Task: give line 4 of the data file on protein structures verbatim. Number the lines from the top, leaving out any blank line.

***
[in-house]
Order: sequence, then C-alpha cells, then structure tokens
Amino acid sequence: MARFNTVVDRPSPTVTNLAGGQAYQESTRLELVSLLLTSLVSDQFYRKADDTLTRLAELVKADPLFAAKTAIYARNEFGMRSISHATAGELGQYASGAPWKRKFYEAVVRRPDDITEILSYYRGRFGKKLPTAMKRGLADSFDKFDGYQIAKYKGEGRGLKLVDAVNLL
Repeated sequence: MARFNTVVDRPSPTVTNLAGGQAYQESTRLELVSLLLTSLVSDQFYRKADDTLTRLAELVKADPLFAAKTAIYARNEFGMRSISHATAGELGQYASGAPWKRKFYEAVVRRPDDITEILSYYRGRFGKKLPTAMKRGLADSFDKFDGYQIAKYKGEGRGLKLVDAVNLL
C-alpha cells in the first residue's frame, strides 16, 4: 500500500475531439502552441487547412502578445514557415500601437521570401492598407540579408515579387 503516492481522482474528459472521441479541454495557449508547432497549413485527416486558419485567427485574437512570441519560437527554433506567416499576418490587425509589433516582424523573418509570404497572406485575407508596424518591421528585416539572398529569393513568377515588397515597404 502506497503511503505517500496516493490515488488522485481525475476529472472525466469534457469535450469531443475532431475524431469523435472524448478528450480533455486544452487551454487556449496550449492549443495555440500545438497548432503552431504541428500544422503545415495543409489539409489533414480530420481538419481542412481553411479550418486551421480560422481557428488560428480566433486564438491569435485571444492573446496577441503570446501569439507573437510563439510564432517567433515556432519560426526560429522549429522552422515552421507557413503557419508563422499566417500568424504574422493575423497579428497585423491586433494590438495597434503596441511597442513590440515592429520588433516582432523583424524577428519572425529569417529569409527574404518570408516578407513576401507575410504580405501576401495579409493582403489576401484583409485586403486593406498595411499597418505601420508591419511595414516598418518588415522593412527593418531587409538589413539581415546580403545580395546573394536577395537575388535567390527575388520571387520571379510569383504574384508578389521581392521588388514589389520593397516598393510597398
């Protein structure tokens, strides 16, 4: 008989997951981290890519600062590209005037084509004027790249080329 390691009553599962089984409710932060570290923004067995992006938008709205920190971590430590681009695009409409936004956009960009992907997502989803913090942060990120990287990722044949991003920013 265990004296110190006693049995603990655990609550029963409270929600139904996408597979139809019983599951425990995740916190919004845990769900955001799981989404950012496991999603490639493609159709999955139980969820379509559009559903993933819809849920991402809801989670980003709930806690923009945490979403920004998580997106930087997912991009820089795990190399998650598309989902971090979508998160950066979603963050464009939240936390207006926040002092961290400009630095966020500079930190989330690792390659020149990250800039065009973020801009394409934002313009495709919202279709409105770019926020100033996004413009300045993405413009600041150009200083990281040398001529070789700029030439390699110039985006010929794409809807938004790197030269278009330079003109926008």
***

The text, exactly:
Repeated sequence: MARFNTVVDRPSPTVTNLAGGQAYQESTRLELVSLLLTSLVSDQFYRKADDTLTRLAELVKADPLFAAKTAIYARNEFGMRSISHATAGELGQYASGAPWKRKFYEAVVRRPDDITEILSYYRGRFGKKLPTAMKRGLADSFDKFDGYQIAKYKGEGRGLKLVDAVNLL